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Artichoke Heart and Chickpea Salad

Committee meeting working lunch, 2/14/13

Marinated artichokes are a great addition to a salad. They also make for easy salads – the artichoke hearts come in little jars, and the liquid in the jar is all you need for salad dressing!

  • 2 jars marinated artichoke hearts
  • 1 can chickpeas, drained and rinsed
  • 1 lb salad greens (lettuce, spinach, or spring mix)
  • salt and pepper, to taste
  • 4 oz feta cheese, optional

In a large bowl, toss together the artichoke hearts with their liquid and the drained chickpeas. Add the lettuce and toss to coat evenly with the dressing. Sprinkle with salt and pepper, to taste. If desired, top with feta cheese.

Serves 8-10.

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Green Salad with Radishes, Toasted Almonds, and Citrus Dressing

Committee meeting working lunch, 5/3/12

This simple salad is perfect for the beginning of spring, when salad greens and radishes are some of the first crops to come up in the garden. The dressing is a very simple vinaigrette using lemon juice.

  • 1/4 cup slivered almonds (or substitute with other nuts of your choice)
  • 1/4 cup olive oil, if available, or use vegetable or canola
  • 1 lemon: grate 1/2 teaspoon of zest (peel) and squeeze 2 tablespoons juice (or, you can substitute red wine vinegar, white wine vinegar, or cider vinegar)
  • 1/4 teaspoon salt
  • 1/4 teaspoon pepper
  • 1 pound lettuce or spring greens, any variety, washed, dried, and torn into bite-sized pieces*
  • 8 radishes, thinly sliced*

If you have time, toast the almonds: preheat oven to 350. Spread almonds on a baking sheet and bake for about 4-6 minutes, until golden brown and fragrant. They can go from golden to burned to a bitter crisp quickly, so keep an eye on them. If you don’t get a chance to toast the almonds, they’re still good raw.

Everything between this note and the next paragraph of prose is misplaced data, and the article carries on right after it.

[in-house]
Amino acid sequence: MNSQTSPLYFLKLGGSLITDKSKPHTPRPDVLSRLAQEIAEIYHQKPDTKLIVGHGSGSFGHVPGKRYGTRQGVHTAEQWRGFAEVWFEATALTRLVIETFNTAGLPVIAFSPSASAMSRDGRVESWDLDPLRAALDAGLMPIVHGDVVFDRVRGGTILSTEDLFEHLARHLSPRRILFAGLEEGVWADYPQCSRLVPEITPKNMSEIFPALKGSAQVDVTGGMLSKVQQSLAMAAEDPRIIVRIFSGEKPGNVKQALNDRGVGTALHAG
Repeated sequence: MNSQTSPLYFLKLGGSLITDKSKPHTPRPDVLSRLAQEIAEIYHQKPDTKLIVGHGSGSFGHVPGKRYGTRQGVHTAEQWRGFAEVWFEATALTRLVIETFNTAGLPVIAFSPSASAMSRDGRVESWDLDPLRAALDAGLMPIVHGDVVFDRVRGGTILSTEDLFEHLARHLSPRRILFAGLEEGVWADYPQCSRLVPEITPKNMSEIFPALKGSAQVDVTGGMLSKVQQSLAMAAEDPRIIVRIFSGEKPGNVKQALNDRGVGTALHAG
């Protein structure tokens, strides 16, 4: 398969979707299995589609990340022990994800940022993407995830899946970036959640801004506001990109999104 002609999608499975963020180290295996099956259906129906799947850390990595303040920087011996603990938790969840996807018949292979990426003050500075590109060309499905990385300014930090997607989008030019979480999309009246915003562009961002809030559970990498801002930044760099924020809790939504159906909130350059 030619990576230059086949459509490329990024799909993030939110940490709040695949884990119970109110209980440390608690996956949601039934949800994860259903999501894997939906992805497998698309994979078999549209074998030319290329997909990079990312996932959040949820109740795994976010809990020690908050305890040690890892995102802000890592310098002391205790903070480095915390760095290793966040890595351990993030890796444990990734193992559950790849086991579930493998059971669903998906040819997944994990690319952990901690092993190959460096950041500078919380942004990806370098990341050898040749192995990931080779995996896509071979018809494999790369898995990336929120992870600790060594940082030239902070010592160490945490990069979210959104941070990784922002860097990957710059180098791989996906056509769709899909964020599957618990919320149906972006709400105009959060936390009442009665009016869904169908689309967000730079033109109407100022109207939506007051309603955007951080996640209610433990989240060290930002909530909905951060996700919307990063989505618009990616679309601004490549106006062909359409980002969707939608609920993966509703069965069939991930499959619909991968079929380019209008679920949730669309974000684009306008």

In a small bowl, mix together oil, lemon juice and zest, salt, and pepper.

In a large bowl, combine lettuce, radishes, and almonds. Pour dressing over and toss to combine.

Serves 8 as a side dish.

 

*Radishes and greens are early spring crops that are easy to grow in your own garden. Spring greens are also a high-value farmers market crop.

Green Salad with Roasted Sweet Potatoes and Cilantro

Community meeting training session dinner, 3/26/12, 2/6/13

Remember the roasted sweet potatoes from last meeting’s dinner? This time, they’re in smaller pieces in a salad, but the technique to cook them is exactly the same. As for the lettuce, you can use any variety, including lettuce you grow in your own garden. When you use head lettuce from the store or lettuce from your garden, remember to wash it in plenty of cold water to get any dirt off.

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Spring Salad with Chili-spiced Croutons and Dressing

Committee meeting working lunch, 3/22/12

This salad makes great use of early spring produce. Feel free to use whatever vegetables are fresh in the store, farmers market, or your own garden. For a simpler version of this salad, click here.

Croutons (optional):

  • 1 cup cubed stale bread
  • 1 teaspoon vegetable, canola, or olive oil
  • large pinch salt
  • ½ teaspoon mild chili powder

Salad:

  • 1 head lettuce, any variety, or 5-7 oz leaf or pre-cut lettuce*
  • ¼ cup parsley*
  • 6 radishes*
  • 3 scallions/green onions*

Dressing:

  • 1 clove garlic
  • large pinch salt
  • 2 tablespoons lemon juice
  • ½ teaspoon mild chili powder
  • 3 tablespoons vegetable, canola, or olive oil

Croutons (optional):
Preheat oven to 375 degrees. Toss all ingredients in a bowl, then spread on a baking sheet. Bake for 10-15 minutes, until crisp. Allow to cool.

Salad:
If using head lettuce, wash and dry leaves (shake, use a salad spinner, use towels, or air-dry), then cut or tear the leaves into bite-sized pieces. Take parsley leaves off the stems and add them to the lettuce. Wash, dry, and thinly slice the radishes, then add to lettuce. Wash, dry, and thinly slice the green portions of the scallions (reserve the white part for another use), then add to lettuce.

Dressing:
Finely mince the garlic. Add a large pinch of salt to the garlic on the cutting board and continue to mince, then use the side of your knife to grind the salted garlic into a paste. Get it as smooth as you can, but don’t worry if there are still some larger pieces. Scrape the garlic paste into a small bowl. Add lemon juice and chili powder and mix well with a fork. Add oil and mix well.

Assembly:
Toss salad with dressing and croutons (if using) and serve.

Yield: 4-6 servings.

*Early spring garden produce that can be grown here in Nebraska